In the morning, take a slow meander upriver, past the Dragon Bridge (#selfieopp), and find a place called EK Bistro. If the weather is good, you can sit outside with a view of the river but the inside looks pretty nice too. They do very good coffee, delicious brunch (hard to choose from the options, but I can recommend the goat’s cheese spinach omelette, and the pulled-beef eggs benedict) and decent cheeky brunch cocktails, great local beer and wine. I can vouch for the beer and cocktails – we were eating brunch at 12:30! In our defence, we did get to bed at 2 am from Dvorni, which we blame squarely on the English friends we have who moved their family and lives lock, stock and two smoking barrels to Slovenia in 2018 and are adamant that it is the best place in the world to live … enough said. Eat late enough and you won’t need lunch.
Cross the bridge and take a long walk back along the south bank of the river and through the Central Market that stretches from the Dragon Bridge to the beautiful Triple Bridge at the heart of the city. The market (open every day except Sunday) is a glorious, mouth-watering, spectacularly colourful riot of fresh, seasonal, local fruit and vegetables, flowers, cheeses, breads, honeys and jams, charcuterie and meat, nuts and seeds. Complementing the food is an eclectic mix of tiny stalls selling tourist tat and the most exquisitely hand-made crafts, from knitwear to jewellery, pottery to lacework, art to wood-turning, traditional basket-weaving and carving.
Stop by the Fabrica stall for handmade jewellery by the very shy but tender-hearted Slovenian artist Anamari Hrup. She upcycles vintage textiles originating from old Yugoslavia: authentic hand-stitched embroidery done by Balkan women, silk men’s ties, old aprons, blouses and corsets. It’s a homage, she told me, to the care and devotion of the people who made modern-day life in Slovenia possible. Every piece is beautiful. Every piece has a story.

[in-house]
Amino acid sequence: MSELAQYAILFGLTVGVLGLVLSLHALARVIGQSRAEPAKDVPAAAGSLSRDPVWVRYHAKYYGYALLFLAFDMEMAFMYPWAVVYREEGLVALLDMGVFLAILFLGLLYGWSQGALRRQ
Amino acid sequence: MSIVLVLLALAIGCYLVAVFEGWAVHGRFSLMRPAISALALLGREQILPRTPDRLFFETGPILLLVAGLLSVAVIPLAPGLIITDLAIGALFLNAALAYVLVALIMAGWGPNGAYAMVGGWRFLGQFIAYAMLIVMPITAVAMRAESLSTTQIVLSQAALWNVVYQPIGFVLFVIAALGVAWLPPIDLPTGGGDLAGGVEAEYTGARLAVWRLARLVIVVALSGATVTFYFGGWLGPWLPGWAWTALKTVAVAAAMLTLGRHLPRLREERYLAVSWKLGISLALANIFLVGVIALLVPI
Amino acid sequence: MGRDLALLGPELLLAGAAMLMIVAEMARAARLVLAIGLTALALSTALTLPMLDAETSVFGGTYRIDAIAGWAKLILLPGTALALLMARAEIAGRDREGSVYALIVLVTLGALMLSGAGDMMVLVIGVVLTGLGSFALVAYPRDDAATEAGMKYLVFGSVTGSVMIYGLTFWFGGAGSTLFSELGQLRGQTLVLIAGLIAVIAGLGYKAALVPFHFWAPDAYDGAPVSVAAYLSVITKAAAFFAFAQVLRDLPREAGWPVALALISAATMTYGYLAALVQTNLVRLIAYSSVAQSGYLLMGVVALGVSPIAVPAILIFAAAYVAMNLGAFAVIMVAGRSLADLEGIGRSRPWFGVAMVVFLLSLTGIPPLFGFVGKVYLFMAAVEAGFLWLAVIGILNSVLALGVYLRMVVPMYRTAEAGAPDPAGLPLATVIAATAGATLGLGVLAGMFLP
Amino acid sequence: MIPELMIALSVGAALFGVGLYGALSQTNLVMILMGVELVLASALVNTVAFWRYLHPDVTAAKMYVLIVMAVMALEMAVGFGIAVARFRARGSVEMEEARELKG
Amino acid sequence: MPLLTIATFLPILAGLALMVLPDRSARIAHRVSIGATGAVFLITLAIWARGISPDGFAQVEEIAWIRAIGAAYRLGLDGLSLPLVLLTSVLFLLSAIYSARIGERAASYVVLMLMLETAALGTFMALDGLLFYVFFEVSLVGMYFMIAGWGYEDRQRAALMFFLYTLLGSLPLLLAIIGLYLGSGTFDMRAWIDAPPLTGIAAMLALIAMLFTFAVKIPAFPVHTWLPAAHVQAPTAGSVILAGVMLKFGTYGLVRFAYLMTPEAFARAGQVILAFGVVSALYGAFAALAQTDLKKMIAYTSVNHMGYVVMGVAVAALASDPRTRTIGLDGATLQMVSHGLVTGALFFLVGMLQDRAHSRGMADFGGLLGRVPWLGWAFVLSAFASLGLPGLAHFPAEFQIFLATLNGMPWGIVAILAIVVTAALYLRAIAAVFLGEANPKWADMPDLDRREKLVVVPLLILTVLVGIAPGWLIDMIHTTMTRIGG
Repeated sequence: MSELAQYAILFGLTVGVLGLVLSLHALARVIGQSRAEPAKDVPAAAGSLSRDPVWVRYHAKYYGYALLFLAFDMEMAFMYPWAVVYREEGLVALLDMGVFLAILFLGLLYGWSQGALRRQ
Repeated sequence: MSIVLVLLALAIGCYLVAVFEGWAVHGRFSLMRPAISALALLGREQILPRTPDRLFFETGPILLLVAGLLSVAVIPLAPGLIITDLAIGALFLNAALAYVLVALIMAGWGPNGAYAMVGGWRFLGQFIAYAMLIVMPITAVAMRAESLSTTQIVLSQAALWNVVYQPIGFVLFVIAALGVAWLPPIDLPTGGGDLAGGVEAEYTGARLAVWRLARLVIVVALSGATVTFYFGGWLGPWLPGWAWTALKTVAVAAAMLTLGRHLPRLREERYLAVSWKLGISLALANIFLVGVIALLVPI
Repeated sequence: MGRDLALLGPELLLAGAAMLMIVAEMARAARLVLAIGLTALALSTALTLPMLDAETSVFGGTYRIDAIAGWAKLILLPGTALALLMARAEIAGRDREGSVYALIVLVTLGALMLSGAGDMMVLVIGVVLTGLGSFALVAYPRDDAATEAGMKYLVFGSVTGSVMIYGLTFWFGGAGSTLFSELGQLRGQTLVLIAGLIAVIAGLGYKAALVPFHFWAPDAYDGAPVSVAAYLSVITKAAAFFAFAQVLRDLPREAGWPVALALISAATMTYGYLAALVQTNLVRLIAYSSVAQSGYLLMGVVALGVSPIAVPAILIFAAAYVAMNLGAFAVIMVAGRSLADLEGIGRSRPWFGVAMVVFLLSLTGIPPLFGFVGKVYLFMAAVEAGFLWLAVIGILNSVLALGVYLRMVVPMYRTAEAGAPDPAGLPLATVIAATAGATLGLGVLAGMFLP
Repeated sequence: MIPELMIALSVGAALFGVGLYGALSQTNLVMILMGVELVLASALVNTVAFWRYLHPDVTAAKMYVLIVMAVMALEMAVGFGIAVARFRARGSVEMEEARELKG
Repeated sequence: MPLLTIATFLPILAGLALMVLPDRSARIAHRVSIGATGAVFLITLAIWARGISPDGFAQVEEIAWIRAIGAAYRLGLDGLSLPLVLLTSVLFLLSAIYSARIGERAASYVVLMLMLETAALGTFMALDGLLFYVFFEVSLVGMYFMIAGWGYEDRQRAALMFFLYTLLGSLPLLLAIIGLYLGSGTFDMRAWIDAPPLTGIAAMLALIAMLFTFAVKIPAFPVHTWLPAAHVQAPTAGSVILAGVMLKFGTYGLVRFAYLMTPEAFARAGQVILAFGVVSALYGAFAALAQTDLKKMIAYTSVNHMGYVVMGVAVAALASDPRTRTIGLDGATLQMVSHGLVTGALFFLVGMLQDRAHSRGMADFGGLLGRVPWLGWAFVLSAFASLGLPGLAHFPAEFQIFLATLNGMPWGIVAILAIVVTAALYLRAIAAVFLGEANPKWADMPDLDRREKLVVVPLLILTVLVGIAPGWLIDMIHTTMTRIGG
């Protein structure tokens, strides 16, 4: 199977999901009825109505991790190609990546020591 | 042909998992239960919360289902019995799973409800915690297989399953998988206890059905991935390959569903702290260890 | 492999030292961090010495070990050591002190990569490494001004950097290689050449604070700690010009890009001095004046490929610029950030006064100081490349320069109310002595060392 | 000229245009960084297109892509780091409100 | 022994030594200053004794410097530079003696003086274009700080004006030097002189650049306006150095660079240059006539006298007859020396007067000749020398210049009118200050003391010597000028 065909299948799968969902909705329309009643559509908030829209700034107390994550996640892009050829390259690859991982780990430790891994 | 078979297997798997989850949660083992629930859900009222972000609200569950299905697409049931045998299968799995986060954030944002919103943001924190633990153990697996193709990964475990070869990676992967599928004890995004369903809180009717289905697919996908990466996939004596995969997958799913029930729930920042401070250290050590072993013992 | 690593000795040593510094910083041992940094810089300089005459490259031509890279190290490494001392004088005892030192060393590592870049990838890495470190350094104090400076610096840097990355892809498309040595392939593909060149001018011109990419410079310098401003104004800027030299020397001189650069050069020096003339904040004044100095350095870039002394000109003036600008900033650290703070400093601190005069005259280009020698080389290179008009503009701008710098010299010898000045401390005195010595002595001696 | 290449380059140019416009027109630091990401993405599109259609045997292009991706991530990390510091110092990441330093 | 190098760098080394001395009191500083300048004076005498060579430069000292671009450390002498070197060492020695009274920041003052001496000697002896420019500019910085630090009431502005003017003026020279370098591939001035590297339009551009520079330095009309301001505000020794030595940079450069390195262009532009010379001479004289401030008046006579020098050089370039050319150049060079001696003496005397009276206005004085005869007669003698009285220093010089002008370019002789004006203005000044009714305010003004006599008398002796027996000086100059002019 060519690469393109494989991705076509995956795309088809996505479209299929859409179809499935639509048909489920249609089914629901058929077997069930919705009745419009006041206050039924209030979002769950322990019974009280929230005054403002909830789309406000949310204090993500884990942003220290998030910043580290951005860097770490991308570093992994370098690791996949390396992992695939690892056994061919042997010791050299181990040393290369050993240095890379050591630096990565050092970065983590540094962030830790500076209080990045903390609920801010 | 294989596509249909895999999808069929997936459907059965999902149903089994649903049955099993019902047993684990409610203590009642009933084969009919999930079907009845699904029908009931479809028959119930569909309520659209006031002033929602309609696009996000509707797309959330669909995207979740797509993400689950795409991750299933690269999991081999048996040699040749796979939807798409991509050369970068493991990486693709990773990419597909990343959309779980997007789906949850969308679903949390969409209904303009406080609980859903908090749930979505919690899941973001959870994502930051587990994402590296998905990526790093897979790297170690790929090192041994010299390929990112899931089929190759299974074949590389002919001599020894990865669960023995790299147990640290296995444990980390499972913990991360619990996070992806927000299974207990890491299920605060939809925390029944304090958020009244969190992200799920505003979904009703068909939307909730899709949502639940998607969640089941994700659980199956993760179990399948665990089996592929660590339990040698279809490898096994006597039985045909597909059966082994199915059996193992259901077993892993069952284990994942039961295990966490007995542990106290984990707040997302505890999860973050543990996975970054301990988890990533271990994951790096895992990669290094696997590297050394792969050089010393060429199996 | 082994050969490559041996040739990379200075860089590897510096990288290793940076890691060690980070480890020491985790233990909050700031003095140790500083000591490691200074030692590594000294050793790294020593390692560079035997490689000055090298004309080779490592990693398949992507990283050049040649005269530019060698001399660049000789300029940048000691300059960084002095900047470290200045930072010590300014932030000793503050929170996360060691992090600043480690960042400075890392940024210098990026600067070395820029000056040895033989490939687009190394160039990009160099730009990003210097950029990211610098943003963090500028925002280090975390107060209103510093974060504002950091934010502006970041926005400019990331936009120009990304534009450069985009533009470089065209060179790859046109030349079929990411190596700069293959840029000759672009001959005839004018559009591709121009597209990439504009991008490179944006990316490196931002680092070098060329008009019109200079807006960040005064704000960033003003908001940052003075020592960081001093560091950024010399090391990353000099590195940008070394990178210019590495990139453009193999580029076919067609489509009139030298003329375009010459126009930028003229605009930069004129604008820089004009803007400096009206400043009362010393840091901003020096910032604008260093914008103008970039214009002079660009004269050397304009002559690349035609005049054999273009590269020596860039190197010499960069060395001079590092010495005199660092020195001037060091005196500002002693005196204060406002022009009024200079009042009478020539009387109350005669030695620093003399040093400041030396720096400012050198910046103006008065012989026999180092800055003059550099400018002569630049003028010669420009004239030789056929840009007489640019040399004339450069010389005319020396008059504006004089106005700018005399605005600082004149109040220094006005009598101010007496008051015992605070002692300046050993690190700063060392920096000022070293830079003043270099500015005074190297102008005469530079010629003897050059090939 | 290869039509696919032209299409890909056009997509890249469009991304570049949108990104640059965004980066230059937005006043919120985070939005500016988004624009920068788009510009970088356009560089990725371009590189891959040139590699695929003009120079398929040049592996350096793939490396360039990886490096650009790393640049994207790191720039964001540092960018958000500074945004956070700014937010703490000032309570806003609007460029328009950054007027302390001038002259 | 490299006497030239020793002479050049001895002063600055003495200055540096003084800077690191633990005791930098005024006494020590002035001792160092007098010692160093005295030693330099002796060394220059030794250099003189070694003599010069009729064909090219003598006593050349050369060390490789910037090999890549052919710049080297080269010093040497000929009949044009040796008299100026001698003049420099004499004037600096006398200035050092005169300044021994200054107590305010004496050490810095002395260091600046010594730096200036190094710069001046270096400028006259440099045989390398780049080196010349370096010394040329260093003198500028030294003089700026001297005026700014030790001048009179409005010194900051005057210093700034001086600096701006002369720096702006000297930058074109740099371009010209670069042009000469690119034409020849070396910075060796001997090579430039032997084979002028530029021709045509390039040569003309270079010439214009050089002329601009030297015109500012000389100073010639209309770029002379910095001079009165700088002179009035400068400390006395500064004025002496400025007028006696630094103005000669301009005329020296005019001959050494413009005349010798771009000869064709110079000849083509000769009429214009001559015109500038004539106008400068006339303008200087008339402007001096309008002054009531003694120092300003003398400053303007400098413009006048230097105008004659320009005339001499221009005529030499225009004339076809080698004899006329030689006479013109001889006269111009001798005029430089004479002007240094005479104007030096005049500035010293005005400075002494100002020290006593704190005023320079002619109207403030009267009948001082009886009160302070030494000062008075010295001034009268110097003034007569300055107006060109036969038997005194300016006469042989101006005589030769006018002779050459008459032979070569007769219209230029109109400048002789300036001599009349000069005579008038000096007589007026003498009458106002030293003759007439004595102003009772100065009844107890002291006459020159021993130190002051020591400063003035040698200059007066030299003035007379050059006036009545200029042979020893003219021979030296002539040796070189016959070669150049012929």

Halfway along your market meander, you’ll come to the Butchers’ Bridge (Mesarski Most). You can’t miss it. Designed by Jurij Kobe, it is commandeered by the striking sculptures of Jakov Brdar, representing ancient Greek, Christian and Jewish mythology.
It could possibly be called the Bridge of Love – the steel wires on the two sides of the bridge are riddled with love locks of all shapes and sizes.
Keep looking, wherever you go. The city is filled with sculpture and art, often hidden in plain sight.
And, we’re convinced, there is a Black Cat Banksy…
You’ve now worked off that breakfast and up an appetite. Make your way to Vinoteka Movia. Owned by Movia winery in Goriška Brda (winemaker Aleš Kristančič), this atmospheric little wine bar offers a fantastic selection of wines from Slovenia as well as the wider world. They specialise in natural and skin-contact wines and most are available by the glass, bottle or in tasting flights. They offer very good cheese and charcuterie platters.
Now’s the time to make the most of that afternoon sunshine and soporific mellowness. It’s touristy, but you’re a tourist. You’re allowed to be naff. Book a boat ride. There are various people offering trips up and down the river, but one of the nicest is in a traditional larch-wooden barge called the Ljubljanica, which starts from the Breg embankment. Climb on board for €10 per person and sit back for a dreamily tranquil putter up and down the river. For a couple of euros, you can also have a tiny glass of spritzer, unbelievably horrible prosecco, or a somewhat serviceable-but-at-least-cold Union beer. Within what feels like minutes, you’re out of the city (making you realise how very small it is) and the scenery is so lovely that you won’t notice what that spritzer tastes like.
I would then highly recommend a visit to Honey House (honey, med, is a speciality of Slovenia, and as a honey lover, I genuinely think it’s some of the best-tasting honey I’ve had) or one of the chocolate shops along the very pretty, cobbled, pedestrianised Mestni trg – a haven for shoppers. Walking up Mestni, surrounded by handsome architecture, takes you to the town square, dominated by the Robba Fountain, the imposing town hall and the cathedral. There are also plenty of little art galleries around here. If shopping is not your thing, the City Museum is a wealth of information about Ljubljana.